But the actual heroism is one of the most excruciating scenes Game of Thrones has depicted. Sam must cut away the rotting flesh (presumably to apply a salve or ointment) in near silence, as a single sound could land both on the wrong side of the Citadel walls. Iain Glen, much like Allen, must do the work without words, physically portraying Jorah’s pain. His letter earlier shows his love for the dragon queen burns just as bright, and with Samwell’s help, may reunite with her just yet.
The episode transitions from Jorah’s puss to Arya at an inn, recreating the foulness of the chamber pot montage last week. But with Arya, the audience is treated to two touching, sweet reunions. “Arry,” Hot Pie calls out upon seeing his former traveling companion.
Hot Pie has found a home at the inn, living up to his moniker. Arya once again gets to have a warm moment, a reminder that the world isn’t as cold as the life she’s known. The two friends get a moment to catch up, before Hot Pie informs Arya that her brother Jon rules as King in the North from Winterfell.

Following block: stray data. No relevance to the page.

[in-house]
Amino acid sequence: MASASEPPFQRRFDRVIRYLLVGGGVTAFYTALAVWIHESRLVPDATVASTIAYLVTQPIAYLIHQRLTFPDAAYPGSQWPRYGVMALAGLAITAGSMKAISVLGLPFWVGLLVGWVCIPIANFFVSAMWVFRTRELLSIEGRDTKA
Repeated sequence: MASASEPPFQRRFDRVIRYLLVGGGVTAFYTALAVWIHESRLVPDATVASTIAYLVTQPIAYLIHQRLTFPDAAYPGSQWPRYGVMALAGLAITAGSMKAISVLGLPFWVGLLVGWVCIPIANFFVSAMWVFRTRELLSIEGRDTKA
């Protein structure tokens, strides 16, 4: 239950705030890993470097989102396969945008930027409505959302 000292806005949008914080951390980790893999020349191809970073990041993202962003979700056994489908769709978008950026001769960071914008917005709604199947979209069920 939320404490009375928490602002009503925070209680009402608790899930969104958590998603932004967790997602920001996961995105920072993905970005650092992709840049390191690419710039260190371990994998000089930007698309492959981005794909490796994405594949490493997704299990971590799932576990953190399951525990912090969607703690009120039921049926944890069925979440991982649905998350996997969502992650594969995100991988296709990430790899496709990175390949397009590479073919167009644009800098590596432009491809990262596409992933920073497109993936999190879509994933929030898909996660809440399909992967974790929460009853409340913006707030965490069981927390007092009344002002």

Scrapping her journey south, Arya sets her sights for home instead. But “home” finds her first, as Arya’s campfire is beset by a wolf pack led by Nymeria, Arya’s direwolf from ages ago. When Arya left Winterfell, she had to release Nymeria to the wild to ensure Joffrey and Cersei wouldn’t have her butchered as they did with Lady.
Several adventures later, Arya sees Nymeria has created a family of her own, a group of wolves who resemble Nymeria’s direwolf siblings. It’s stark (heh) symbolism as Arya ventures home, and the quiet “That’s not you” as Nymeria leaves Arya echoes her own words to her father. “That’s not me,” she said to a future of lords and castles, and we’ve come to see just how far Arya is removed from that world.
It’s in these quiet moments that endear us most to these characters. Letting Nymeria go is as much about Arya as it is about her direwolf. It’s a moment of clarity for her, an intimate moment shared with no other human, echoing the pattern of this episode of realizing who you are. Game of Thrones is at its richest when it hits these character beats, deepening our understanding of our players as war comes to everyone’s door step.
Photo from The World of Ice and Fire